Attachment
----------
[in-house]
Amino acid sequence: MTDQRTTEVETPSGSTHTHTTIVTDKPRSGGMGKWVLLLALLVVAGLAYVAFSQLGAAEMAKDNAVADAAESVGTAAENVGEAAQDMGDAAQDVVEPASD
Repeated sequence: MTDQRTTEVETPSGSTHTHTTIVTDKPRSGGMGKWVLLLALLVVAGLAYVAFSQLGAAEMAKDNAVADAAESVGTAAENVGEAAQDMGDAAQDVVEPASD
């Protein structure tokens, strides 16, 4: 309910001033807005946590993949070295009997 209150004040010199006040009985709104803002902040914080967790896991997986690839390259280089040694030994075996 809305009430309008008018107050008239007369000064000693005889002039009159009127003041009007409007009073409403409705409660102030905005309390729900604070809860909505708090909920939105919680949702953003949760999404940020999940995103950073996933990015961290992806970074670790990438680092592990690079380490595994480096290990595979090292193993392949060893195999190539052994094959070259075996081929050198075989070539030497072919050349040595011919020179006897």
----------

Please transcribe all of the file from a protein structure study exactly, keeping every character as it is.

[in-house]
Amino acid sequence: MTDQRTTEVETPSGSTHTHTTIVTDKPRSGGMGKWVLLLALLVVAGLAYVAFSQLGAAEMAKDNAVADAAESVGTAAENVGEAAQDMGDAAQDVVEPASD
Repeated sequence: MTDQRTTEVETPSGSTHTHTTIVTDKPRSGGMGKWVLLLALLVVAGLAYVAFSQLGAAEMAKDNAVADAAESVGTAAENVGEAAQDMGDAAQDVVEPASD
């Protein structure tokens, strides 16, 4: 309910001033807005946590993949070295009997 209150004040010199006040009985709104803002902040914080967790896991997986690839390259280089040694030994075996 809305009430309008008018107050008239007369000064000693005889002039009159009127003041009007409007009073409403409705409660102030905005309390729900604070809860909505708090909920939105919680949702953003949760999404940020999940995103950073996933990015961290992806970074670790990438680092592990690079380490595994480096290990595979090292193993392949060893195999190539052994094959070259075996081929050198075989070539030497072919050349040595011919020179006897």